The Magic of Awareness
By Anam Thubten
Snow Lion Publications 2012; 160 pp., $16.95 (paper)
In The Magic of Awareness, Anam Thubten teaches that enlightenment is always available. Indeed, it’s our birthright. Regardless of our culture or religion, every single one of us has buddhanature, and—whenever we are ready—we can awaken to it. According to Anam Thubten, embracing real life is key. Many of us are lost in our heads, in thoughts about the past and the future. Yet real life—the life that is presently unfolding—is much more interesting than our fantasies and ruminations. Anam Thubten grew up in Tibet and trained in the Nyingma tradition. Now he is the teacher and spiritual advisor for the Dharmata Foundation, a nonprofit based in northern California, which is dedicated to making the Buddha’s teachings available to everyone regardless of background. He is also the author of the best-selling book, No Self, No Problem.
The Now Effect: How This Moment Can Change the Rest of Your Life
By Elisha Goldstein
Atria Books 2012; 288 pp., $23 (cloth)
In the introduction to this new release, Elisha Goldstein quotes the psychiatrist and Holocaust survivor Viktor Frankl: “In between stimulus and response there is a space, in that space lies our power to choose our response, in our response lies our growth and our freedom.” The Now Effect is about developing awareness, or mindfulness, of this space and thereby recognizing and letting go of habitual ways of living that don’t serve us well. Benefits, according to Goldstein, include being able to focus better at home and at work; feeling more connected to ourselves and others; and relaxing more effectively in moments of distress. The book is choc-a-block with resources—questions to reflect upon, handy cheat sheets, and practices that are at once straightforward and profound. For those with a Smartphone, Goldstein teaches some of these practices in videos, which can be scanned using the bar code images featured in several chapters.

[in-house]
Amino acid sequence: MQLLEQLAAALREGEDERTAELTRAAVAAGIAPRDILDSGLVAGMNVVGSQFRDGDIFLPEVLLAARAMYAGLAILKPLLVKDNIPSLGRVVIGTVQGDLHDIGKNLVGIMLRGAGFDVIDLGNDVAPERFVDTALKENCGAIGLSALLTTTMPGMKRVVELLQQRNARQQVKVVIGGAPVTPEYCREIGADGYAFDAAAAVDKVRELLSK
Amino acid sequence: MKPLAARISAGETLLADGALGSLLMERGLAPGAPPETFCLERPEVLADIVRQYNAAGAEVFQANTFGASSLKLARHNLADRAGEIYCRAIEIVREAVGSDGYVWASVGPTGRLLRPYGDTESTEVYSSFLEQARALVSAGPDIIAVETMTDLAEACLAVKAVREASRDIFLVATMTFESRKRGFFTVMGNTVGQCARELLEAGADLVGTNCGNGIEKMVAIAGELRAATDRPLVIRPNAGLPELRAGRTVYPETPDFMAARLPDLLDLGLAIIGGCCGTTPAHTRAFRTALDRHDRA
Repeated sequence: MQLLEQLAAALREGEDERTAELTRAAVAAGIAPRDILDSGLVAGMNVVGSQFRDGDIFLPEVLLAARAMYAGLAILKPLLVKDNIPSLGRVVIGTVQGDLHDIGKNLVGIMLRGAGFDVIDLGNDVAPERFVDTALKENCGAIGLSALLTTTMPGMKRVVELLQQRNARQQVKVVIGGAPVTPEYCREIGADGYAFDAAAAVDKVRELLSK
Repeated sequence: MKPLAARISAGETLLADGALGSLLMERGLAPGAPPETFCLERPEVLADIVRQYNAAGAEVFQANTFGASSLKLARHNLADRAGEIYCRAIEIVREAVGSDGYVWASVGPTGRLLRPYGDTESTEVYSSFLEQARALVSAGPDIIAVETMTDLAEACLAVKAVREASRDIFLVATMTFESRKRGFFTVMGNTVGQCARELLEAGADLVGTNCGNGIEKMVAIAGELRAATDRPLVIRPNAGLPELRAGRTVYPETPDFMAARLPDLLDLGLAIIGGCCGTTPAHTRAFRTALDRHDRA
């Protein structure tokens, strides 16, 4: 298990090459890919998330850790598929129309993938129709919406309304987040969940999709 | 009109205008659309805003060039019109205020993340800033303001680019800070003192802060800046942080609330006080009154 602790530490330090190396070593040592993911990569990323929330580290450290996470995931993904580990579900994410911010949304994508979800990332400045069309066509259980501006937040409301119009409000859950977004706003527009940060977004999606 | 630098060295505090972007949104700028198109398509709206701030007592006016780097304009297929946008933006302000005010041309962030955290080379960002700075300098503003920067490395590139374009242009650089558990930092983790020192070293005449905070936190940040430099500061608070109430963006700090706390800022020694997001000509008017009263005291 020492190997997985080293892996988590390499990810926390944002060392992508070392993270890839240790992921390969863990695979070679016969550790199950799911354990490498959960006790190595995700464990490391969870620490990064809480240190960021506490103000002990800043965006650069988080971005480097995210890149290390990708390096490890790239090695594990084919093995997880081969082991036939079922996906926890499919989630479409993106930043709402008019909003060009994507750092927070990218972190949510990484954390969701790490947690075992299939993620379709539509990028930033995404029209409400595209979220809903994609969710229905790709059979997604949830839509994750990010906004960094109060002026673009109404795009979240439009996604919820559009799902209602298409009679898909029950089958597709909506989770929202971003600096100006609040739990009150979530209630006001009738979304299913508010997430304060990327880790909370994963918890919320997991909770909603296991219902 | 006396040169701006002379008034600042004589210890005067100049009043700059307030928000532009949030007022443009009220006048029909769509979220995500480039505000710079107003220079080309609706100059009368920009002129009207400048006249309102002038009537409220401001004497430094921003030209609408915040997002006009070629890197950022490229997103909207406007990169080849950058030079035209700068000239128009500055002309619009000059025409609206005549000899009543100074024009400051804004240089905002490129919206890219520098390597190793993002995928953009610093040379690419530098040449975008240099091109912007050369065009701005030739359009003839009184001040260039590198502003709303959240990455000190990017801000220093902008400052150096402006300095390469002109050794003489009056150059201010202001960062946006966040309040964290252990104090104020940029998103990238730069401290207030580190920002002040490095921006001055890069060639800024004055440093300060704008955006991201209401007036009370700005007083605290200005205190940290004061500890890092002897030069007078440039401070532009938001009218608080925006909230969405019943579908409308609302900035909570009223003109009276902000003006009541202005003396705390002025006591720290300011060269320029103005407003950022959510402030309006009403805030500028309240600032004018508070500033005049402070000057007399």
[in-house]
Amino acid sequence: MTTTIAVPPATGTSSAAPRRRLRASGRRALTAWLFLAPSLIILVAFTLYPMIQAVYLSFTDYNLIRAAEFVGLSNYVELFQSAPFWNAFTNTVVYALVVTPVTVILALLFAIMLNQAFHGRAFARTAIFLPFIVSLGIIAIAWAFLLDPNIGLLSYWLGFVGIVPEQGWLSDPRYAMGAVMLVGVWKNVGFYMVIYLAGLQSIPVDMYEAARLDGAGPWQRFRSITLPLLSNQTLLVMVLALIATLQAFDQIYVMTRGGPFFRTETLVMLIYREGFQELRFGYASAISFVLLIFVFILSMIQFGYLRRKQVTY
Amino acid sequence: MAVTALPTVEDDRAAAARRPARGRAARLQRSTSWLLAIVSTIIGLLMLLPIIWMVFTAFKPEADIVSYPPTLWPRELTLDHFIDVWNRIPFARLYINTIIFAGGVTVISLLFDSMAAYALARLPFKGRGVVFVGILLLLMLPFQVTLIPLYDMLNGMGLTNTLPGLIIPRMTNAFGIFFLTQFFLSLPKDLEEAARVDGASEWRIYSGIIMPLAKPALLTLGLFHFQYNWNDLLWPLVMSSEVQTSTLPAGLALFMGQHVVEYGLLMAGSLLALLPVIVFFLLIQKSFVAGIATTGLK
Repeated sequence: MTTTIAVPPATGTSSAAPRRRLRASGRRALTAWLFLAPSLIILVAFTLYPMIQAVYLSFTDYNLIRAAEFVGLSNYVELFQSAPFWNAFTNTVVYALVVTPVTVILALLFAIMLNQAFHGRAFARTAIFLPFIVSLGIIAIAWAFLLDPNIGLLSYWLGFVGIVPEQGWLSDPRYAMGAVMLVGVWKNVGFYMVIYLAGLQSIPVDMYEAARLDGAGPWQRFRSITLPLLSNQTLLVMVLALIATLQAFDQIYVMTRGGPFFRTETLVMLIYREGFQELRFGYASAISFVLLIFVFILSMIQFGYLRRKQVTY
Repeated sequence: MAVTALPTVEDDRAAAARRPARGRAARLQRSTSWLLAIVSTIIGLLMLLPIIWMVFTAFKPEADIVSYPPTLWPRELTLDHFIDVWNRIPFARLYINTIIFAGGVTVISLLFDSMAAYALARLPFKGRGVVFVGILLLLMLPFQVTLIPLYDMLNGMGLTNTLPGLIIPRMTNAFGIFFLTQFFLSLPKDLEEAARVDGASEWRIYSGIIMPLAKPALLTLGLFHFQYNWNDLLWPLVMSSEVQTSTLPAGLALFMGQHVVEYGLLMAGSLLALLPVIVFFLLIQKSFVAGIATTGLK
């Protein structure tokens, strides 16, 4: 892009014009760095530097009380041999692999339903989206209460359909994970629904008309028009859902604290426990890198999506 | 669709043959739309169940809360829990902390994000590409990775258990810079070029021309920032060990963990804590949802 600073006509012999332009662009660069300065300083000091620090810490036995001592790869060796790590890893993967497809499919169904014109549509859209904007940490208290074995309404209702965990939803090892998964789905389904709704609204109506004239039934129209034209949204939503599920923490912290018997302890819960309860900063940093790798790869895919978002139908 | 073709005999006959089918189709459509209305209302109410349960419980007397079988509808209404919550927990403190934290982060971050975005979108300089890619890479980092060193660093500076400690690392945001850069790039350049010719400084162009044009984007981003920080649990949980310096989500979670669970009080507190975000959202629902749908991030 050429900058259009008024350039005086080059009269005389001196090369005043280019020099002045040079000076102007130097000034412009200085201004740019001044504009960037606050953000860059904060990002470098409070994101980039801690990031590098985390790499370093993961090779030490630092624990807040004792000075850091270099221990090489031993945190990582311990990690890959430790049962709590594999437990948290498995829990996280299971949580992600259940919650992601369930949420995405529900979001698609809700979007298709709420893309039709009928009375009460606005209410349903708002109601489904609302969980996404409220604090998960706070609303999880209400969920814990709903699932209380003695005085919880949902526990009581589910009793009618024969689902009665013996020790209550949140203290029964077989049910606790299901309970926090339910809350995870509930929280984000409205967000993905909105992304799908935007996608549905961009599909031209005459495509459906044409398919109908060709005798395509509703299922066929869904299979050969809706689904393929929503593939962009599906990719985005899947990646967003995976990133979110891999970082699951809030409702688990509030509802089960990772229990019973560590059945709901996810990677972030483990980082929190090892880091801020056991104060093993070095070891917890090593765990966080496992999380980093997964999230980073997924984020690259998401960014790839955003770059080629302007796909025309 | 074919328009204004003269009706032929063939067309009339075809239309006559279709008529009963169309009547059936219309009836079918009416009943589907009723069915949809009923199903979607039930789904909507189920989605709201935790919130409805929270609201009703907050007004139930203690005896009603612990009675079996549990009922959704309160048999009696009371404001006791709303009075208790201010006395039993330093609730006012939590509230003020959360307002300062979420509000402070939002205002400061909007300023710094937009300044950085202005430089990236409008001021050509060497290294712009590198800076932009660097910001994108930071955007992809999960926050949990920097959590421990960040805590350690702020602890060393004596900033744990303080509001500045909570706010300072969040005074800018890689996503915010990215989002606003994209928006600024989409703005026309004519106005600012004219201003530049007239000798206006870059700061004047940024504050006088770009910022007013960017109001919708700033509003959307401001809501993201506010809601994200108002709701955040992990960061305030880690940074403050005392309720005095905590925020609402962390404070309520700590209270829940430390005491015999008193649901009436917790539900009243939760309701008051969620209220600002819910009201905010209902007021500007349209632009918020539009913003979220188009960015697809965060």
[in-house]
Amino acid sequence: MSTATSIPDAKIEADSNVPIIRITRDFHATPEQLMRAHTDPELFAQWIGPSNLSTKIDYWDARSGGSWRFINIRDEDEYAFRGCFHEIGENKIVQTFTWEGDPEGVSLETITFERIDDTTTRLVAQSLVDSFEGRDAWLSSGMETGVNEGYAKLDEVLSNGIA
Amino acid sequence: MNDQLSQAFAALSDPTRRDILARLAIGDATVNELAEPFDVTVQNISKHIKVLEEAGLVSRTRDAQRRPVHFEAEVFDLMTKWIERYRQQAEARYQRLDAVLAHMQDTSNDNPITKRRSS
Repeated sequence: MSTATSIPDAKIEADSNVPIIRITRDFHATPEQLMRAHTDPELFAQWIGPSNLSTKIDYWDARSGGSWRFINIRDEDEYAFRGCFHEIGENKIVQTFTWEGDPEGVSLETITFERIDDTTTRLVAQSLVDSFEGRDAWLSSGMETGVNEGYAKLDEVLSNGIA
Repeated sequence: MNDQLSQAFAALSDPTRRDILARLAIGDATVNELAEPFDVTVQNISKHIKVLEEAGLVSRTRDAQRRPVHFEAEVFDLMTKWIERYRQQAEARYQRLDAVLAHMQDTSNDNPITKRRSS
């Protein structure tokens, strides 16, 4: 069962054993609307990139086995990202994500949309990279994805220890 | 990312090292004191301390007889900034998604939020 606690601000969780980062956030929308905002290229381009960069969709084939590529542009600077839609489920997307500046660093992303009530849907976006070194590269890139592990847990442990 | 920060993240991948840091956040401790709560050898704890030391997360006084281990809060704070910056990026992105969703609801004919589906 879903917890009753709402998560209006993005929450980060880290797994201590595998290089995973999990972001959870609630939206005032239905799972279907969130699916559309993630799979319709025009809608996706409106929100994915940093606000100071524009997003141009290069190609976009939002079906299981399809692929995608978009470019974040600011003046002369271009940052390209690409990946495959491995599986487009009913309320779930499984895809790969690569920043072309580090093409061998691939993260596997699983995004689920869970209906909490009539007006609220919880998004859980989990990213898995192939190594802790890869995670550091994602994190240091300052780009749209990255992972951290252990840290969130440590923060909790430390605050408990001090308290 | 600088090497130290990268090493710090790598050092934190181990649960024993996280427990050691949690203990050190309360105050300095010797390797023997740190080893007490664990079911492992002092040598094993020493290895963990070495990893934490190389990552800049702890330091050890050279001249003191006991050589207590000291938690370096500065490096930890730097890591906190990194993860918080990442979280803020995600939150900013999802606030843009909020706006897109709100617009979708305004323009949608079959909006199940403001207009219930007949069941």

The Science of Yoga: The Risks and the Rewards
By William J. Broad
Simon & Schuster 2012; 336 pp., $26 (cloth)
Do you want to cultivate health and happiness? Do you want to be slim and attractive? Do you want personal growth, love, sexual satisfaction, will power, or longevity? Whatever you want, somebody has claimed that yoga can deliver it. But are the claims true? In this groundbreaking book, William J. Broad unpacks what scientists say are yoga’s real risks and rewards. The most alarming of Broad’s findings is that certain postures, including shoulder stand and plow, can cause stroke by reducing the blood flow through the vertebral and basilar arteries. But on a brighter note, I’m apparently not crazy for feeling so good after doing asana. Yoga, according to scientific studies, will not necessarily help people lose weight or improve cardiovascular health, but it does make people feel measurably better. Even those new to yoga experience significant rises in the GABA neurotransmitter, which fights depression, along with improved moods and lessened anxiety.
The Mindful Writer: Noble Truths of the Writing Life
By Dinty W. Moore
Wisdom Publications 2012; 152 pp., $12.95 (cloth)
World Enough & Time: On Creativity and Slowing Down
By Christian McEwen
Bauhan Publishing 2011; 368 pp., $22.95 (paper)
Memoirist Dinty W. Moore was frequently asked how Buddhism had influenced his writing, yet he never gave what he felt was an adequate response. Then Moore had an epiphany: the river of influence actually ran in the opposite direction. It was his struggle to write that had enabled him to recognize the wisdom of the four noble truths. In The Mindful Writer, Moore explores the role of mindfulness in the writing process. The book is composed of a series of quotations from writers, artists, and thinkers, each followed by a pithy, thoughtful response from Moore.